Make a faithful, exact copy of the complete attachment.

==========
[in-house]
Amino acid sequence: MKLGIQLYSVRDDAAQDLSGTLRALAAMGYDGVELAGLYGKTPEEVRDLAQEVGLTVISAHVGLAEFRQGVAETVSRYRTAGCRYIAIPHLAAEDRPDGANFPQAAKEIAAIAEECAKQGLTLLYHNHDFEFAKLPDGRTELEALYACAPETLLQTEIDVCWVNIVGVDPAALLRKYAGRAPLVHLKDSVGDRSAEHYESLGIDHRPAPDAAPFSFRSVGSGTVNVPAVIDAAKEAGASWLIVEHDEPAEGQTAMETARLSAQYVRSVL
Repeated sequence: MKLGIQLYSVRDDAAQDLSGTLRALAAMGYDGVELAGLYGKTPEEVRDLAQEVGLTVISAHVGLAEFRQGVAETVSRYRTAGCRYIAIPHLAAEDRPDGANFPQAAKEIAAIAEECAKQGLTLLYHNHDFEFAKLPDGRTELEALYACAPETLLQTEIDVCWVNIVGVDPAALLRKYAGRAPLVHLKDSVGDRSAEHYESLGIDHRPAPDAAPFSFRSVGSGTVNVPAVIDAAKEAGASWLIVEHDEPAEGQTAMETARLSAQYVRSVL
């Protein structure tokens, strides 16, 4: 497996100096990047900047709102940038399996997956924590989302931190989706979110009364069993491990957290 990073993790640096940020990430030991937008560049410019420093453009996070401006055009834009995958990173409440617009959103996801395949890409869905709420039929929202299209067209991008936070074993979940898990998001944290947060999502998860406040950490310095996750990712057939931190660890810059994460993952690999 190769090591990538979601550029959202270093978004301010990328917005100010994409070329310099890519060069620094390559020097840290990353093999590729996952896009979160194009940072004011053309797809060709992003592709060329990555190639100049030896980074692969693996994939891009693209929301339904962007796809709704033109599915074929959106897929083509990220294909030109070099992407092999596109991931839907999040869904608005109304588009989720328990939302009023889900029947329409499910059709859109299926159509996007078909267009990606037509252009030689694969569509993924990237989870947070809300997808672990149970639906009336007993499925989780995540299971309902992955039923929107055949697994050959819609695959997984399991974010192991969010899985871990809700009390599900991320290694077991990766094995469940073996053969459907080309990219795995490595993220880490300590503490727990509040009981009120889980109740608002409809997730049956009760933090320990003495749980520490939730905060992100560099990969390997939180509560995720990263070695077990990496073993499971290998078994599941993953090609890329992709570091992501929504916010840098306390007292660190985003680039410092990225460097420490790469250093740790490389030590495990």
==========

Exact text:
[in-house]
Amino acid sequence: MKLGIQLYSVRDDAAQDLSGTLRALAAMGYDGVELAGLYGKTPEEVRDLAQEVGLTVISAHVGLAEFRQGVAETVSRYRTAGCRYIAIPHLAAEDRPDGANFPQAAKEIAAIAEECAKQGLTLLYHNHDFEFAKLPDGRTELEALYACAPETLLQTEIDVCWVNIVGVDPAALLRKYAGRAPLVHLKDSVGDRSAEHYESLGIDHRPAPDAAPFSFRSVGSGTVNVPAVIDAAKEAGASWLIVEHDEPAEGQTAMETARLSAQYVRSVL
Repeated sequence: MKLGIQLYSVRDDAAQDLSGTLRALAAMGYDGVELAGLYGKTPEEVRDLAQEVGLTVISAHVGLAEFRQGVAETVSRYRTAGCRYIAIPHLAAEDRPDGANFPQAAKEIAAIAEECAKQGLTLLYHNHDFEFAKLPDGRTELEALYACAPETLLQTEIDVCWVNIVGVDPAALLRKYAGRAPLVHLKDSVGDRSAEHYESLGIDHRPAPDAAPFSFRSVGSGTVNVPAVIDAAKEAGASWLIVEHDEPAEGQTAMETARLSAQYVRSVL
């Protein structure tokens, strides 16, 4: 497996100096990047900047709102940038399996997956924590989302931190989706979110009364069993491990957290 990073993790640096940020990430030991937008560049410019420093453009996070401006055009834009995958990173409440617009959103996801395949890409869905709420039929929202299209067209991008936070074993979940898990998001944290947060999502998860406040950490310095996750990712057939931190660890810059994460993952690999 190769090591990538979601550029959202270093978004301010990328917005100010994409070329310099890519060069620094390559020097840290990353093999590729996952896009979160194009940072004011053309797809060709992003592709060329990555190639100049030896980074692969693996994939891009693209929301339904962007796809709704033109599915074929959106897929083509990220294909030109070099992407092999596109991931839907999040869904608005109304588009989720328990939302009023889900029947329409499910059709859109299926159509996007078909267009990606037509252009030689694969569509993924990237989870947070809300997808672990149970639906009336007993499925989780995540299971309902992955039923929107055949697994050959819609695959997984399991974010192991969010899985871990809700009390599900991320290694077991990766094995469940073996053969459907080309990219795995490595993220880490300590503490727990509040009981009120889980109740608002409809997730049956009760933090320990003495749980520490939730905060992100560099990969390997939180509560995720990263070695077990990496073993499971290998078994599941993953090609890329992709570091992501929504916010840098306390007292660190985003680039410092990225460097420490790469250093740790490389030590495990």